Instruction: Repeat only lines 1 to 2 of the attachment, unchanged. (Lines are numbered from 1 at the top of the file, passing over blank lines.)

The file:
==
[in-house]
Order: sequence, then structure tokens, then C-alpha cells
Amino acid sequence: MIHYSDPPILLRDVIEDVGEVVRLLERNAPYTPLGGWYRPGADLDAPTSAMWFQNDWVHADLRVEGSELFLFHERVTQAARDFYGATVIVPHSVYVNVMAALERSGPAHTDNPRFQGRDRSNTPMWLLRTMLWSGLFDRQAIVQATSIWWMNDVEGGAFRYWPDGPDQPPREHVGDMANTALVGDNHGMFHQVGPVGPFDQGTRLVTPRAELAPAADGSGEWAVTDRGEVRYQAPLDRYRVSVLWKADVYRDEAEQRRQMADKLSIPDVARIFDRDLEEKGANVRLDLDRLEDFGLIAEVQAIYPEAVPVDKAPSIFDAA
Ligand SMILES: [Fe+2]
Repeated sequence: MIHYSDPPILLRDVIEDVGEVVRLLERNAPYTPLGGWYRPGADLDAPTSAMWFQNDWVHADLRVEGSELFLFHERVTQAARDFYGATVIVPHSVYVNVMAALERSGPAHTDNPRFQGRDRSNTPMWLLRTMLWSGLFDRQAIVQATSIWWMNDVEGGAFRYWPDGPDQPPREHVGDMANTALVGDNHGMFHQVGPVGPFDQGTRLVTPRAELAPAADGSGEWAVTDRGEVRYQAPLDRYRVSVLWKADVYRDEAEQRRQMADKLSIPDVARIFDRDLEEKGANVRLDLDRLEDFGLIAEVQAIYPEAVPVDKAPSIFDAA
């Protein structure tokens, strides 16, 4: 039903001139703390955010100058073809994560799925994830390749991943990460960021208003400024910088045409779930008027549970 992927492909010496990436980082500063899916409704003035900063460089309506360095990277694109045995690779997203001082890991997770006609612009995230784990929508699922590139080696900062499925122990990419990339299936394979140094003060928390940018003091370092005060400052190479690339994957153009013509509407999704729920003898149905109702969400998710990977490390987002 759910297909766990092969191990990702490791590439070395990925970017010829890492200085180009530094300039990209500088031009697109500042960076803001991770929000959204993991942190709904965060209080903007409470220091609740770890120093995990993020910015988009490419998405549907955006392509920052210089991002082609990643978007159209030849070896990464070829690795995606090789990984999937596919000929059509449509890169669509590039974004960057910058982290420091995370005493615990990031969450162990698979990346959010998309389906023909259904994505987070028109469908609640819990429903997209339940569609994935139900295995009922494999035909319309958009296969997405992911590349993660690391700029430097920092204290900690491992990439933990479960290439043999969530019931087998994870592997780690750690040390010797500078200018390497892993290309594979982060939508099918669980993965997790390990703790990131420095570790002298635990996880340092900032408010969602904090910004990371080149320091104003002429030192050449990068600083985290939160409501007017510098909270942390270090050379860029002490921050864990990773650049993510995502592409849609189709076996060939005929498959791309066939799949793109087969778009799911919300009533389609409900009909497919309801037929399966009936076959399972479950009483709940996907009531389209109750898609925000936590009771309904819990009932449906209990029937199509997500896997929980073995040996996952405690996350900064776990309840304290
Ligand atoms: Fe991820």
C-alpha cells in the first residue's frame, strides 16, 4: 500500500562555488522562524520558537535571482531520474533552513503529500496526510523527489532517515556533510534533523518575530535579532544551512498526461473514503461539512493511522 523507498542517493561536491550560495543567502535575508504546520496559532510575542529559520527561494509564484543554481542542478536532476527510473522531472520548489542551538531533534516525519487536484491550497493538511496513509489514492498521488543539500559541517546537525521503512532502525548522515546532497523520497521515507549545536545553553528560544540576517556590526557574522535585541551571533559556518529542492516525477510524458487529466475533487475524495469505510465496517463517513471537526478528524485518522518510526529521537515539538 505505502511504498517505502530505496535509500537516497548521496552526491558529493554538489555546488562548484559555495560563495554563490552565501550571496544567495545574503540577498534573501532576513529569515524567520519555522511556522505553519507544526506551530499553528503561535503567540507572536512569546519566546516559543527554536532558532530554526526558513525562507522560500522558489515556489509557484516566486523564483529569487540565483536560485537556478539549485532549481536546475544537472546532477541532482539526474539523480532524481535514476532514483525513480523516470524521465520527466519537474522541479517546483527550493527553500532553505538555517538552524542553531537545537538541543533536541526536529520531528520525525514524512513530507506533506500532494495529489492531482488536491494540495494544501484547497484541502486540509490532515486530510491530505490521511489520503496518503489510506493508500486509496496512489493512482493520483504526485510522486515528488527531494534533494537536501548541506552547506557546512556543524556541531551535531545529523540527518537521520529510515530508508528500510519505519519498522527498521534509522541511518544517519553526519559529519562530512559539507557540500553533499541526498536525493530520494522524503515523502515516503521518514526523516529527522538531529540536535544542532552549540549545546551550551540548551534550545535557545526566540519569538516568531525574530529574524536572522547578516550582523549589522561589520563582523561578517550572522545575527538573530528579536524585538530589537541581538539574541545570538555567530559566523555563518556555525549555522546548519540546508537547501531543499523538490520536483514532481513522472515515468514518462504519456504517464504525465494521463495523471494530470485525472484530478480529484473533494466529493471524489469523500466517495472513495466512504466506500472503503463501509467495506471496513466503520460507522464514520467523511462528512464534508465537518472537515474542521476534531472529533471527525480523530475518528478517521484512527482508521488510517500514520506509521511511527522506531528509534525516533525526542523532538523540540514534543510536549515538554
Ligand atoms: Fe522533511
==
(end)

[in-house]
Order: sequence, then structure tokens, then C-alpha cells